Nearly to a blogger, righties are saying damn the Constitution.
One of the High Priestesses of Totalitarianism herself, Michelle Malkin, dismisses those of us who are concerned about a clear violation of the 4th Amendment as “civil liberties Chicken Littles.” “The real headline news is not that President Bush took extraordinary measures to protect Americans in the aftermath of the Sept. 11 terrorist attacks,” she wrote, “but that the blabbermouths at the Times chose to disclose classified information in a pathetically obvious bid to move the Iraqi elections off the front pages.”
And, of course, the other reason the Times pushed this non-story, according to Malkin, was to promote James Risen’s book about the CIA and the Bush Administration, to be published by The Free Press in January 2006.
One big flaw in this theory is that The Free Press is an imprint of Simon & Schuster, which is the publishing operation of Viacom Inc. It has no ties to the New York Times (although it does publish Wall Street Journal Books). So there’s nothin’ in it financially for the New York Times. Ergo, no compelling reason for the Times to push the book, which isn’t mentioned in the story, anyway.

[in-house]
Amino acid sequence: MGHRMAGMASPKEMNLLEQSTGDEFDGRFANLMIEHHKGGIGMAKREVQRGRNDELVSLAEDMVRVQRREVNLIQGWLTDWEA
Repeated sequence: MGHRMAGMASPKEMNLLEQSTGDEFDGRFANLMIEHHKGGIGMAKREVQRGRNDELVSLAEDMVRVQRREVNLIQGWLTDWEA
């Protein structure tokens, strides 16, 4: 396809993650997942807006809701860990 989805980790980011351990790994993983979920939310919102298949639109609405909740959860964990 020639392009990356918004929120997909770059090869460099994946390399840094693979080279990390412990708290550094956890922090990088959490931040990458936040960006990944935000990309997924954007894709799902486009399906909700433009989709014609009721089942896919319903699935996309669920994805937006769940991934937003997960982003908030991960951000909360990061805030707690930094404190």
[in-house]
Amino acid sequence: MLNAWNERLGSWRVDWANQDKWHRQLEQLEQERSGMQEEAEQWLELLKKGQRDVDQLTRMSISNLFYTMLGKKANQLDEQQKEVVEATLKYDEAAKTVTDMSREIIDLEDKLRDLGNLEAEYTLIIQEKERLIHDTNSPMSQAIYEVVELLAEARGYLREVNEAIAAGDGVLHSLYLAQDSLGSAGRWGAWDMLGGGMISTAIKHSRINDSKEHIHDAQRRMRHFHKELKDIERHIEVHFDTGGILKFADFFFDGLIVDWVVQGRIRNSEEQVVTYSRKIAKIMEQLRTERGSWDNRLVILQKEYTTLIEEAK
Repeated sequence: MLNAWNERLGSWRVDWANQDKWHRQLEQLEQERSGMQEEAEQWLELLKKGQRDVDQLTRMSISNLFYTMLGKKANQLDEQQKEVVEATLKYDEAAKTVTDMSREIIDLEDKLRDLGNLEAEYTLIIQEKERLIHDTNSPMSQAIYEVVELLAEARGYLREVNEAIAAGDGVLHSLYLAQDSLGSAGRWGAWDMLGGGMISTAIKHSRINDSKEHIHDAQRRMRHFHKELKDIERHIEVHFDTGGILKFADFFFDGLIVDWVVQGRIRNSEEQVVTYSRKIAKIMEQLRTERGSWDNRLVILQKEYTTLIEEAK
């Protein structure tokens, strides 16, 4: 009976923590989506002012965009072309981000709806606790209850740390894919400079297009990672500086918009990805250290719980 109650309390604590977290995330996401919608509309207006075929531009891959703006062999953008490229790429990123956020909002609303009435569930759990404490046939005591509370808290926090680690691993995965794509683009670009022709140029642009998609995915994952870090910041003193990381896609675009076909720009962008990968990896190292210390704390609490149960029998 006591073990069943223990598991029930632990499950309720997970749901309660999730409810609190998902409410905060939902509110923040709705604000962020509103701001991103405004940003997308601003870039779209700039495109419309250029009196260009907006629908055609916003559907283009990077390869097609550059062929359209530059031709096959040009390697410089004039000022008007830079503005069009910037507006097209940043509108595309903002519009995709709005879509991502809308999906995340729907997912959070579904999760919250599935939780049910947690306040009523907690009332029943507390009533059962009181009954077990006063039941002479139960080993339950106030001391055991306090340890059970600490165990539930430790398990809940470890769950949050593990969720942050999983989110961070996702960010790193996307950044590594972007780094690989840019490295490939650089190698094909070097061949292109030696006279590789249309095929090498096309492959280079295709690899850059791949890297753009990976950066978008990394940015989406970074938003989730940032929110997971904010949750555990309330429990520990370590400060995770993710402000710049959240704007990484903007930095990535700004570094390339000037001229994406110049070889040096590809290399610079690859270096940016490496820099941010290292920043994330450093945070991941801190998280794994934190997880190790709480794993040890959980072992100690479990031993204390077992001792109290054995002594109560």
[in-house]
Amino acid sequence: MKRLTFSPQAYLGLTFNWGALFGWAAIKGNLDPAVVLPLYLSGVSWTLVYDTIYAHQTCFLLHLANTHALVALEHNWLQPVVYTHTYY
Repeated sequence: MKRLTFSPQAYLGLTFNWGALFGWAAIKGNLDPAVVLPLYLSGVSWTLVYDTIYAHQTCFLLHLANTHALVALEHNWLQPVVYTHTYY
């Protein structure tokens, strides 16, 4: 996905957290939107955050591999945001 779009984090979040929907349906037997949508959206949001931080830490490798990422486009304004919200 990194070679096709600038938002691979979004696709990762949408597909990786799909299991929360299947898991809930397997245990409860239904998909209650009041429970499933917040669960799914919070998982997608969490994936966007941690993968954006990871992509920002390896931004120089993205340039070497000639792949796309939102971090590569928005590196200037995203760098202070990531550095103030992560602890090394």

And the same story appears in the Washington Post, by Dan Eggen. Does Eggen have a book coming out, too?
Scott Lemieux at Lawyers, Guns & Money has a good one-paragraph summation of the rightie position.
You’ll like this: Malkin writes,
Civil liberties extremists pretend there are no tradeoffs, no costs, to putting legal absolutism over national security.
Civil liberties extremists? Legal absolutism? What Bush signed off on was a bleeping violation of the 4th Amendment!
The right of the people to be secure in their persons, houses, papers, and effects, against unreasonable searches and seizures, shall not be violated, and no warrants shall issue, but upon probable cause, supported by oath or affirmation, and particularly describing the place to be searched, and the persons or things to be seized.
Ain’t no exceptions provided for. The federal government does not have the authority to spy on citizens without a warrant. End of story.
Update: See also — a John Bolton connection? At Kos, Susan G writes, “This is about the very foundations of democracy: Is the government our servant or our master? And is the president, who is elected to execute our laws, allowed to suspend them?”